(via mapleleafs.com)

The big game in the Big House

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On New Years Day, staff writer Wyatt Fine-Gagné and managing editor Ben Carter-Whitney were among the 105,491 fans who packed into Michigan Stadium in Ann Arbor, MI to watch the 2014 NHL Winter Classic. For this edition of Cheap Seats, they compare notes on their experiences.

 

Ben Carter-Whitney (BCW): When the NHL lost the first half of its 2012-2013 season to a lockout, fans feared that the scheduled matchup between the Toronto Maple Leafs and the Detroit Red Wings for the league’s annual outdoor Winter Classic game would be lost as well. Luckily the game was rescheduled and completely made up for the year-long delay. The big game in the Big House was loud, exciting, and oh-so-very cold. Did you also have to defrost yourself afterwards, Wyatt?

 

Wyatt Fine-Gagné (WFG): I think that game will go down as the coldest I’ve ever felt. So yes, I spent a good chunk of time that night trying to get some feeling in my extremities. As much as I hated the cold, however, I was happy that we got a snowy, picturesque Winter Classic, as opposed to a warm and rainy game like the one in Pittsburgh a few years ago.

 

BCW: The weather was definitely fitting for the occasion, but the scenic wintery day wasn’t exactly conducive to great hockey—snow was gathering on the ice just as fast as the grounds crew could shovel it away. This encouraged a dump-and-chase style of hockey, resulting in a somewhat unimpressive on-ice product. Skilled offensive threats such as Pavel Datsyuk and Phil Kessel just didn’t have the impact they usually do.

 

WFG: Both teams were having a hard time completing passes. It felt like the play was constantly being stopped by an offside or icing call born out of an errant pass. By the time overtime rolled around, I was just hoping someone would score so we could all head home and get warm.

 

BCW: You almost got your wish, too. Red Wings’ captain Henrik Zetterberg had a breakaway stolen from him midway through overtime when the buzzer sounded, indicating that the teams should switch ends. There was confusion from both sides; this stoppage of play is not part of regular NHL games, but then again, regular games aren’t played with one team skating into 16 km/h wind!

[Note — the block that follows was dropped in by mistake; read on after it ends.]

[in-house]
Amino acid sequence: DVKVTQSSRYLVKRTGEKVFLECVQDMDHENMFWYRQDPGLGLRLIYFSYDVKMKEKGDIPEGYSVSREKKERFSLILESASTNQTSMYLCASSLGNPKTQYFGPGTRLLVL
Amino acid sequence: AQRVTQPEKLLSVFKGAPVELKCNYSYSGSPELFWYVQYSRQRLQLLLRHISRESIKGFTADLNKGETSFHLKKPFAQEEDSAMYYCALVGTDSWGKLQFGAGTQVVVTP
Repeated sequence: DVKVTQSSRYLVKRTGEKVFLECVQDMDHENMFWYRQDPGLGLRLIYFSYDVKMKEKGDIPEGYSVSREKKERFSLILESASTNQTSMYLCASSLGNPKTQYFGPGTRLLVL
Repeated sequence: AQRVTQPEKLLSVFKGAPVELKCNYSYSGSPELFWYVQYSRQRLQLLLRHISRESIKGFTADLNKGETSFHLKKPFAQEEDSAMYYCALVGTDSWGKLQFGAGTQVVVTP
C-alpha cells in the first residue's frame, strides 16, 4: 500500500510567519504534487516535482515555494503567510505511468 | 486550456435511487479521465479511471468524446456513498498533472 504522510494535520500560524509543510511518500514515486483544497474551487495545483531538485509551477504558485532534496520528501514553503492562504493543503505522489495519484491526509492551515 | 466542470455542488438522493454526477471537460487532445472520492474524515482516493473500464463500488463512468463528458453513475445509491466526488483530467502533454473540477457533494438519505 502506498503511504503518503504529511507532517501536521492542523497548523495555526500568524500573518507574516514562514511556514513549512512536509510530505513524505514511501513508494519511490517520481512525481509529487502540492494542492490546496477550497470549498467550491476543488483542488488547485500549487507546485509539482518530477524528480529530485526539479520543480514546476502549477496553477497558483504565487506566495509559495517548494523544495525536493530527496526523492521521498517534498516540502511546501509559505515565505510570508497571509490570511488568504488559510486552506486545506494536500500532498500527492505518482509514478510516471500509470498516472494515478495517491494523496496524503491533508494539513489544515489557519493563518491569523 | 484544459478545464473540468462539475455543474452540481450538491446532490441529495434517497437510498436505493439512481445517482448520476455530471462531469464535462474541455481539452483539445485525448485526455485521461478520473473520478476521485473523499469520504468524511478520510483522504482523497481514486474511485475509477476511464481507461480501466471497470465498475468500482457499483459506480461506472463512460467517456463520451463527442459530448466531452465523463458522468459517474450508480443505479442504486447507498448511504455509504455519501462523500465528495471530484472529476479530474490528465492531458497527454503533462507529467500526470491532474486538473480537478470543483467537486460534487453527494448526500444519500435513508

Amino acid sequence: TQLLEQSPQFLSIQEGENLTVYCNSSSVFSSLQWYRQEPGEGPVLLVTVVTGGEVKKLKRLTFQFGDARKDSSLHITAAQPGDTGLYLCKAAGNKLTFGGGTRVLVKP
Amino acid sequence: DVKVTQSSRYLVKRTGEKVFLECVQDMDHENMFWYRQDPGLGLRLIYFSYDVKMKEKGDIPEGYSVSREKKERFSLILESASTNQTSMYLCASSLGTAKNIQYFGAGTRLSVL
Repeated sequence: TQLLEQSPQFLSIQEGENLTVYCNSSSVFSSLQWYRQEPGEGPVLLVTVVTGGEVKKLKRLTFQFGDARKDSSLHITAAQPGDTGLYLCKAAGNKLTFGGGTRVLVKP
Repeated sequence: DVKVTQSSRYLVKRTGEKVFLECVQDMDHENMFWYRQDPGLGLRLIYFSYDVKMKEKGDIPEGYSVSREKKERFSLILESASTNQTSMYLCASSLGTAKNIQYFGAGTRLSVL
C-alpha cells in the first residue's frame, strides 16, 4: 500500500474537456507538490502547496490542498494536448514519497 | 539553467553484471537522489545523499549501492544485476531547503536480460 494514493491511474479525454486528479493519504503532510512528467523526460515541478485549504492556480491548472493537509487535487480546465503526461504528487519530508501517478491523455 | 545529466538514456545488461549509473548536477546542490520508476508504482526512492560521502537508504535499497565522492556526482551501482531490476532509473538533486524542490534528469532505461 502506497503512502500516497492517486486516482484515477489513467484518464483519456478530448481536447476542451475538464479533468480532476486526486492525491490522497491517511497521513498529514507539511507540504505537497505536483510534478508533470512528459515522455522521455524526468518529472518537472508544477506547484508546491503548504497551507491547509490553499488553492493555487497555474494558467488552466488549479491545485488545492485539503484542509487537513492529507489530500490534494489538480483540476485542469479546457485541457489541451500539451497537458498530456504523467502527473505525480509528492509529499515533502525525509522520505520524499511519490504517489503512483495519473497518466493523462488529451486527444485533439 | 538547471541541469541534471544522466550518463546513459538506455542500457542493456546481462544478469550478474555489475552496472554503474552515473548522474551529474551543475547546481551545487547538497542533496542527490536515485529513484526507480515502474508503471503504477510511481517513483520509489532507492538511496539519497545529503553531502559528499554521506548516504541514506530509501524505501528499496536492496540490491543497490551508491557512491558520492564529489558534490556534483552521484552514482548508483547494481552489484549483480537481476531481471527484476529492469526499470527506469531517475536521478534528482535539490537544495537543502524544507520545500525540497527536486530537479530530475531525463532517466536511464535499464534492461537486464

WFG: That reminds me, you were surrounded by Detroit fans who couldn’t have been too happy about that buzzer. The Big House was split in half, with Leafs fans on one side and Red Wings fans occupying the other. I quite liked being surrounded by blue and white, but you were across the stadium—behind enemy lines so to speak. How did it affect your experience?

 

BCW: Yes, a last-minute ticket swap meant that I watched the game among the Red Wings faithful. Despite the differing allegiances, however, the atmosphere was still incredible. Everybody was respectful; everybody was just happy to be there. At the end of the day, we were all hockey fans—united in our growing excitement as the game moved to overtime, and finally divided once again by our reactions to Tyler Bozak’s shootout winner for the Leafs.

 

WFG: I’d agree with that. There were Detroit fans sprinkled throughout the half I sat on, but I didn’t see anything that came close to unfriendliness. As much as I enjoyed myself, I did have a couple issues with the game. There were huge lineups for just about everything, and the Big House staff seemed a little unprepared for the volume of people.

 

BCW: I think everybody experienced some of that, whether in the stadium or while sitting in the standstill traffic going to and from the game. To a certain extent though, it comes with the territory. These are the things that people tolerate to be a part of an event of this magnitude.

 

WFG: I’ve been to a number of hockey games in my lifetime, but this is one that will stick with me. A trip to the rink is usually defined by the outcome of the game. With the Winter Classic, it was almost everything but the game that made the experience special.